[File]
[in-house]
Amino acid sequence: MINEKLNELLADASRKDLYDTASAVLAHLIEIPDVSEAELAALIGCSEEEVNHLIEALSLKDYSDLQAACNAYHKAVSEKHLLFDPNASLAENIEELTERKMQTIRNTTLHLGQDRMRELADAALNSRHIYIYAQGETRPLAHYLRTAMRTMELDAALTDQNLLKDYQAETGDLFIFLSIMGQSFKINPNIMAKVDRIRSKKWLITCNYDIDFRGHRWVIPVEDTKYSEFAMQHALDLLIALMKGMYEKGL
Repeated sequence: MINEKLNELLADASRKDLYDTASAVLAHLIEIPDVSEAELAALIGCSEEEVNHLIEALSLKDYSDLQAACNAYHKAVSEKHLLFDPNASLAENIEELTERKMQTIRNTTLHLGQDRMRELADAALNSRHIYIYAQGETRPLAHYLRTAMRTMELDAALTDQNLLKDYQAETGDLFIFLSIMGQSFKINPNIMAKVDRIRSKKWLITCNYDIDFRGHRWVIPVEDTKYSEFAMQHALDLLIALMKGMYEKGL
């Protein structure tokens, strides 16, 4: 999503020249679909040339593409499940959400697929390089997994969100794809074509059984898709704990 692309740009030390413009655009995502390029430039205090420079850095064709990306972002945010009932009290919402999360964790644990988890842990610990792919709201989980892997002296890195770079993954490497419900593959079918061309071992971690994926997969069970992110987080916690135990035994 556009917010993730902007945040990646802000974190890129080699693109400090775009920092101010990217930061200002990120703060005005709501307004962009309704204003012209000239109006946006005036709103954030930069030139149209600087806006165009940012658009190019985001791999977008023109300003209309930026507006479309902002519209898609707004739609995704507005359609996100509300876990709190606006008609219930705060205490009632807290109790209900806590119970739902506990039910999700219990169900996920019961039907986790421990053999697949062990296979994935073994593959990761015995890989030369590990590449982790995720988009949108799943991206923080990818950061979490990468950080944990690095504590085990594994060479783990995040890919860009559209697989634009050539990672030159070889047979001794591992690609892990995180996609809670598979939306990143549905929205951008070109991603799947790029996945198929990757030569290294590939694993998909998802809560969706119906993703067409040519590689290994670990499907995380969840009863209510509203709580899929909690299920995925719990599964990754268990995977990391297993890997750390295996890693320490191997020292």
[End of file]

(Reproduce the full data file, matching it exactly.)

[in-house]
Amino acid sequence: MINEKLNELLADASRKDLYDTASAVLAHLIEIPDVSEAELAALIGCSEEEVNHLIEALSLKDYSDLQAACNAYHKAVSEKHLLFDPNASLAENIEELTERKMQTIRNTTLHLGQDRMRELADAALNSRHIYIYAQGETRPLAHYLRTAMRTMELDAALTDQNLLKDYQAETGDLFIFLSIMGQSFKINPNIMAKVDRIRSKKWLITCNYDIDFRGHRWVIPVEDTKYSEFAMQHALDLLIALMKGMYEKGL
Repeated sequence: MINEKLNELLADASRKDLYDTASAVLAHLIEIPDVSEAELAALIGCSEEEVNHLIEALSLKDYSDLQAACNAYHKAVSEKHLLFDPNASLAENIEELTERKMQTIRNTTLHLGQDRMRELADAALNSRHIYIYAQGETRPLAHYLRTAMRTMELDAALTDQNLLKDYQAETGDLFIFLSIMGQSFKINPNIMAKVDRIRSKKWLITCNYDIDFRGHRWVIPVEDTKYSEFAMQHALDLLIALMKGMYEKGL
């Protein structure tokens, strides 16, 4: 999503020249679909040339593409499940959400697929390089997994969100794809074509059984898709704990 692309740009030390413009655009995502390029430039205090420079850095064709990306972002945010009932009290919402999360964790644990988890842990610990792919709201989980892997002296890195770079993954490497419900593959079918061309071992971690994926997969069970992110987080916690135990035994 556009917010993730902007945040990646802000974190890129080699693109400090775009920092101010990217930061200002990120703060005005709501307004962009309704204003012209000239109006946006005036709103954030930069030139149209600087806006165009940012658009190019985001791999977008023109300003209309930026507006479309902002519209898609707004739609995704507005359609996100509300876990709190606006008609219930705060205490009632807290109790209900806590119970739902506990039910999700219990169900996920019961039907986790421990053999697949062990296979994935073994593959990761015995890989030369590990590449982790995720988009949108799943991206923080990818950061979490990468950080944990690095504590085990594994060479783990995040890919860009559209697989634009050539990672030159070889047979001794591992690609892990995180996609809670598979939306990143549905929205951008070109991603799947790029996945198929990757030569290294590939694993998909998802809560969706119906993703067409040519590689290994670990499907995380969840009863209510509203709580899929909690299920995925719990599964990754268990995977990391297993890997750390295996890693320490191997020292």